It turns out there was simply too much to write about in Prague for just one article.
So, we thought that we’d write a bonus piece on places to eat in Prague, food and the famous Czech beer.
After all, it is one of the most important aspects of any trip away.
It’s a change of pace to our normal content, but here it goes anyway…
We Take our Food and Drink Seriously
Hopefully you all enjoyed reading about our experience of Prague in our previous post.
Now, anyone who knows us will tell you that we love our food and drink.
We consider it to be a really important and integral aspect of our trips and weekends away (as you have no doubt seen from our other blog posts).
And, we’ll usually plan where we are going to eat well in advance. Given the chance, we eat out whenever we can – home and abroad.
So, perhaps it’s only natural that we are writing this article!
Eating and Drinking in Prague
During our visit to the City of Hundred Spires, we ate and drank our fair share (Ben actually drank more than several people’s fair share) and were pretty impressed with what we found.
As with most things in Prague, we found the food and drink to be excellent value for money.
Prices of beer in particular are remarkably cheap in comparison to the UK and not forgetting, Czech beer is considered to be some of the best in the World.
Places to Eat in Prague – Where We Ate
You won’t have to look far to find a good bar and/or restaurant in Prague – they are everywhere.
Our advice however is to stay clear of the Prague Old Town Square if you fancy something to eat or drink.
Heavily reliant on tourists not knowing the conversion rate from Czech Krona to their domestic currency, the establishments there will rip you off.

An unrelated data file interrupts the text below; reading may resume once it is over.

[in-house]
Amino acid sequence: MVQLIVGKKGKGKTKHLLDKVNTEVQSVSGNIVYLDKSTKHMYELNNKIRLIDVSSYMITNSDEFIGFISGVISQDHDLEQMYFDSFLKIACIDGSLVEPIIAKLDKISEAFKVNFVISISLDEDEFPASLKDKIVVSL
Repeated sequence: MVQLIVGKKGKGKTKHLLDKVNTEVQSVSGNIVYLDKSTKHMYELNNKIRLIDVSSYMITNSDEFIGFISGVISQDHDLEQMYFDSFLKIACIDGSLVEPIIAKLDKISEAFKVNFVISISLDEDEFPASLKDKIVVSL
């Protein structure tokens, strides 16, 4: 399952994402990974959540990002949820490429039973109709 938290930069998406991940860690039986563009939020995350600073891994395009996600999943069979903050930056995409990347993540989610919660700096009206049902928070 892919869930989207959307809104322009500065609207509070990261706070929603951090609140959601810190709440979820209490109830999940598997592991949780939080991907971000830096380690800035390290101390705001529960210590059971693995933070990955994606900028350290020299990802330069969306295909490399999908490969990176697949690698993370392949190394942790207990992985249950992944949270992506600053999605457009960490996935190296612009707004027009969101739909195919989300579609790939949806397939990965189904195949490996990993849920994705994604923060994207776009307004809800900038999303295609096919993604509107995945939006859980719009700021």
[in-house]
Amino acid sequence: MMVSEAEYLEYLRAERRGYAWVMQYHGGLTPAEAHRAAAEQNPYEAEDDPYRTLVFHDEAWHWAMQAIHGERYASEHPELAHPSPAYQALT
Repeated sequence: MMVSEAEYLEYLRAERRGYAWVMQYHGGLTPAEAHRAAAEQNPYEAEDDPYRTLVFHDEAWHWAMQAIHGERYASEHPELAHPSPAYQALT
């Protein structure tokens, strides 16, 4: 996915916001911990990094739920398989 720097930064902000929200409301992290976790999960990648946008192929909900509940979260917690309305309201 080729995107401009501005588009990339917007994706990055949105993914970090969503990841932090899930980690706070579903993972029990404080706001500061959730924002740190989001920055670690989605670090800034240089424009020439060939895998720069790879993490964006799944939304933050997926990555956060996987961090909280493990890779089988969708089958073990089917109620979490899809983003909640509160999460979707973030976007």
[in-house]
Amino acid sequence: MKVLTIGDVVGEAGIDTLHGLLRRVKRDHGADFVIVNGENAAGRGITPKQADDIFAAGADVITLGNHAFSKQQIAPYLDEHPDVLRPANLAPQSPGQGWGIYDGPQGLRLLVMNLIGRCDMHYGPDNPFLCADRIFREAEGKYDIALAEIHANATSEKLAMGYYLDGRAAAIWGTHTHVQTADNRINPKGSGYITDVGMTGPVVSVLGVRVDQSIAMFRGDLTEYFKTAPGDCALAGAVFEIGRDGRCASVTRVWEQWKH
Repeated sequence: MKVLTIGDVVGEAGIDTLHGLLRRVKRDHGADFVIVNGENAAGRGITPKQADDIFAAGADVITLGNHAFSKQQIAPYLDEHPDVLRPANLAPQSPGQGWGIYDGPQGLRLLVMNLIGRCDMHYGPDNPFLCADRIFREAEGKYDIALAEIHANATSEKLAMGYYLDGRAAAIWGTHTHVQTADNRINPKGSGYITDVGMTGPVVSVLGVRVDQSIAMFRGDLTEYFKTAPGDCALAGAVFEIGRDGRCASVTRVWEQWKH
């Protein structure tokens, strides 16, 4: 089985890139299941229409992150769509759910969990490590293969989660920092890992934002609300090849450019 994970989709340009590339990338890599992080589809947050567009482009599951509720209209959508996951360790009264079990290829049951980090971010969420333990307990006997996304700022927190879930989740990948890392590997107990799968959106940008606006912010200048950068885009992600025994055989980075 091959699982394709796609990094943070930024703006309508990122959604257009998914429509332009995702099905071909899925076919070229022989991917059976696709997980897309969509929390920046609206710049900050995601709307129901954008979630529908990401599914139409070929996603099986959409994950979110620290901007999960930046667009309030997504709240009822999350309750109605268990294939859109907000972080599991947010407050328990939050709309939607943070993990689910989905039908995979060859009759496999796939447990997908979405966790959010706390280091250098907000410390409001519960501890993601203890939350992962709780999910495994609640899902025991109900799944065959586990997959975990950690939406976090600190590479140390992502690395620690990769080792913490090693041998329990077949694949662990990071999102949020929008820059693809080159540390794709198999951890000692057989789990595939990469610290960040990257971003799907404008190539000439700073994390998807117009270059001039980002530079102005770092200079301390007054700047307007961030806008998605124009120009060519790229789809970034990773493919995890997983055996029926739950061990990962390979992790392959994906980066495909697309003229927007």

Typically, we found prices there to be around three or four times greater than you can find if you literally walk 100 metres in any direction away from the square.
Our List of Restaurants
Yes it may be a bit of cliche eating at what is effectively the hotel restaurant, but we are standing by our choice.
Invitaly is on the corner across from the Franz Kafka statue and it currently has a 4.9 star rating on Google Maps out of nearly 100 reviews.
So that tells you a little something about how good it is.
We ate the breakfast included in their hotel price there every morning and could not fault it.
The first night saw us trying it out for dinner after arriving in Prague in the late afternoon.
We shared a lovely starter of Tagliere di Formaggi, which featured numerous Italian meats, cheeses, and other nice bits.
Ben had Fettuccine tagliata for main and Tanith Bigoli salsiccia e funghi misti – equally delicious.
All of it was washed down with Zichovec 12 Mosaic American Pale Ale – a fruity little local number.
All in all, it cost around 50 pounds and would have cost even less if we had used our 20% discount from the hotel desk (but forgot).
Ben insisted on going here since he’s been to a tonne of them.
The one in Prague is actually really good. The Hard Rock Prague website tells us that it’s one of largest Hard Rock Cafes in Europe and is spread across three levels and a basement.
One of the awesome features of this Hard Rock Cafe is the amazing guitar-shaped chandelier that hangs over the atrium.
This bespoke piece of art was created just for the Prague branch.
There is a brilliant little outside seating area where you can happily people-watch all evening long and listen to the live music going on inside the restaurant.
This is exactly what we did – obviously.
There is live music on here every week and a happy hour, which you should definitely check out – not that the drinks are very expensive anyway!
This was one of the only places that we found that served the unfiltered version of Staropramen, which Ben prefers. Even here, the beers were only about 2.50.
We can’t say we ate anything particularly local or cultured here – Tanith ordered chicken strips and Ben had cheeseburger sliders.
Both were great by the way.
It was more location and cool guitar that impressed us enough to ‘write home’ about it.
As we alluded to in our previous post, (in the What we liked about Prague section) we visited the U Pavouka Bar to attend a very cool medieval themed night.
This was effectively a ‘dinner and show’ deal where our meals and bottomless drinks were included in the price.
Here, we sampled one of the famous local dishes – Roasted Pork Knuckle. Quite in-keeping with the medieval theme, it came with a knife stuck through the top of it and all the usual trimmings one would expect.